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MILLER: Obama’s last-ditch appointments
Harry Reid moves to stack the judiciary
Senate Majority Leader Harry Reid is up to his dirty political tricks. He’s sitting on the jobs bill that passed the House last week with 390 votes and has the president’s endorsement. Instead of taking it up, the Nevada Democrat announced on Monday he will force votes this week on 17 of President Obama’s lifetime judicial nominees. Mr. Reid is manufacturing this fight to paint Republicans as obstructionists in a tight election year.
There’s no backlog of nominations to complain about, as the Senate has approved seven judges so far this year. The president bears the most blame for any remaining vacancies, having only nominated 39 to fill 83 currently empty slots. In mid-February, Mr. Reid fumed that the GOP had blocked some of Mr. Obama’s nonjudicial nominees, threatening to “recommend to the president he recess appoint all these people, every one of them.”
Republicans are still upset that Mr. Obama in January installed a new Consumer Financial Protection Bureau chief and members to the National Labor Relations Board without Senate approval. “When he made a recess appointment when the Senate didn’t consider itself in recess, that changed the game,” freshman Sen. Mike Lee, Utah Republican, told The Washington Times on Monday.
The Judiciary Committee member has led the protest against more White House nominees. “Ours is not a government of one. This was a dangerous precedent, and we need to oppose it,” he explained. Mr. Lee told us he will vote against all appointments in committee and on the floor until the president rescinds the “recess” nominees and stops making them.
Only Sen. Jim DeMint joined Mr. Lee in opposing five of the judicial nomination votes this year. “President Obama has shown a complete disdain for the people’s elected representatives and our duty to advise and consent on nominations,” the South Carolina Republican told The Washington Times. “Unless he revokes his unprecedented recess appointments that defied the constitutional role of Congress, I don’t intend to support any of his judicial nominees this year.”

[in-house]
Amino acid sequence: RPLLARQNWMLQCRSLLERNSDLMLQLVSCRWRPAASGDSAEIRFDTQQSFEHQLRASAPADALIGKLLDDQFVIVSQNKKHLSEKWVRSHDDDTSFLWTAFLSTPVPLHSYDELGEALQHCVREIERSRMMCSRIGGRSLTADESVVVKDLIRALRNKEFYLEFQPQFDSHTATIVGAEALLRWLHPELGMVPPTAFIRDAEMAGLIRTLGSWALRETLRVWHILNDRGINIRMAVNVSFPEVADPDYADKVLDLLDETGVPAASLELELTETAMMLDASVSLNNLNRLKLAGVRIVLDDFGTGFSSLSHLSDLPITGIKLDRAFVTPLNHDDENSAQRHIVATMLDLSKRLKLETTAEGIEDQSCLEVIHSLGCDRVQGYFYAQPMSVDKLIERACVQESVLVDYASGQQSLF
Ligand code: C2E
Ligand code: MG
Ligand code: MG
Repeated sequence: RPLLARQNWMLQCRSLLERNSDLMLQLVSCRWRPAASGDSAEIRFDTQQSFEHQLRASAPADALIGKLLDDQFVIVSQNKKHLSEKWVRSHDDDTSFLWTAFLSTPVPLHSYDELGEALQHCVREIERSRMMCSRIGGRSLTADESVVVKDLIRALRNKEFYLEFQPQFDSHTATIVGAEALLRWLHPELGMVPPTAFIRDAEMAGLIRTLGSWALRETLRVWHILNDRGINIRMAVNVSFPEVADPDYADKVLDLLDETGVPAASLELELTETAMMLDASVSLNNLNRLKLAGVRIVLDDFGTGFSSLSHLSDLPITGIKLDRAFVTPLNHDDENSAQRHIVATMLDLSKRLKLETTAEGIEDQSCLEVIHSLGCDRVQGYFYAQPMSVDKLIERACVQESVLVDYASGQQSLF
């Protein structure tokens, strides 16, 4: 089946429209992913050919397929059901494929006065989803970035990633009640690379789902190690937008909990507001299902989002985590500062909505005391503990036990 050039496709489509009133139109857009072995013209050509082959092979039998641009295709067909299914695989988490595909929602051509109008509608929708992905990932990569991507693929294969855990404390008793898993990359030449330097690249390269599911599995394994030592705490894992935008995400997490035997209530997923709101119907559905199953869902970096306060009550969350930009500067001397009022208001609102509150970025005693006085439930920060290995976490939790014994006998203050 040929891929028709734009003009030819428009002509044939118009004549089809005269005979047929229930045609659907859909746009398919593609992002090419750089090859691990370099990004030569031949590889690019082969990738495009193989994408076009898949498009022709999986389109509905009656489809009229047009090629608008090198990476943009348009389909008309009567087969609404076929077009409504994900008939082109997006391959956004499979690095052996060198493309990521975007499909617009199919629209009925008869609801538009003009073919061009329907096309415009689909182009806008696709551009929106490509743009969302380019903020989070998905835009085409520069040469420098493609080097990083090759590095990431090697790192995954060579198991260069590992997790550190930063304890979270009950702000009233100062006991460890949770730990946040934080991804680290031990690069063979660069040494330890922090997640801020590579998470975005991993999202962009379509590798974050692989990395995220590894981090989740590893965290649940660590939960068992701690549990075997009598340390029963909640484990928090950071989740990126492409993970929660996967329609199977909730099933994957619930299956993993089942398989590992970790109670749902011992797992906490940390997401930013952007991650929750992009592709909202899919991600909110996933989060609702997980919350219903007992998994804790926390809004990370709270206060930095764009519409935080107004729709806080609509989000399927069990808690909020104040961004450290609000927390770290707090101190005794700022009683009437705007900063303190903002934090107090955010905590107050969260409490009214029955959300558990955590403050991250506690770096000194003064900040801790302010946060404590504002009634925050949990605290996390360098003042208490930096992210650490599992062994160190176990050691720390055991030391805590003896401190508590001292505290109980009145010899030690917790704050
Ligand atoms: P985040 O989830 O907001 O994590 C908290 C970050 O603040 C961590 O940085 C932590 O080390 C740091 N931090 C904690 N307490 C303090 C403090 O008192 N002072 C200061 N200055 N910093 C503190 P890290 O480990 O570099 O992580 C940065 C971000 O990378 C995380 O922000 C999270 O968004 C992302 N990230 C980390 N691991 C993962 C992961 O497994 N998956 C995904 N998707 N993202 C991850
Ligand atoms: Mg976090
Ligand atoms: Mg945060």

Mr. Reid’s decision this week to invoke cloture has raised the ire of many more in the Republican caucus. Senate Minority Leader Mitch McConnell is looking for ways to protest the “recess” appointments. The Kentucky Republican has been gathering support in his conference for a response, which may be reflected in this week’s vote, as well as looking for the right lawsuit to join an amicus brief to challenge the validity of the earlier nonrecess “recess” nominees.
Senate Republicans are also considering invoking the Thurmond Rule early to stop all Mr. Obama’s lifetime appointments to the bench. The rule stops the Senate from moving on nominees in the last six months of a president’s term.
Mr. Lee is glad his colleagues are stepping up to fight this latest move. “The president’s unconstitutional abuse of his recess appointment power represents a threat to the institution,” said Mr. Lee. “It’s not partisan. It’s not Democrat or Republican.” While the GOP shouldn’t fall into Mr. Reid’s obstructionist trap, it should do whatever possible to check the president’s outsized powers.
Emily Miller is a senior editor for the Opinion pages at The Washington Times.
© Copyright 2013 The Washington Times, LLC. Click here for reprint permission.
About the Author
Emily Miller is senior editor of opinion for The Washington Times. She is the author of “Emily Gets Her Gun … But Obama Wants to Take Yours” (Regnery 2013). Miller won the 2012 Clark Mollenhoff Award for Investigative Reporting from the Institute on Political Journalism.
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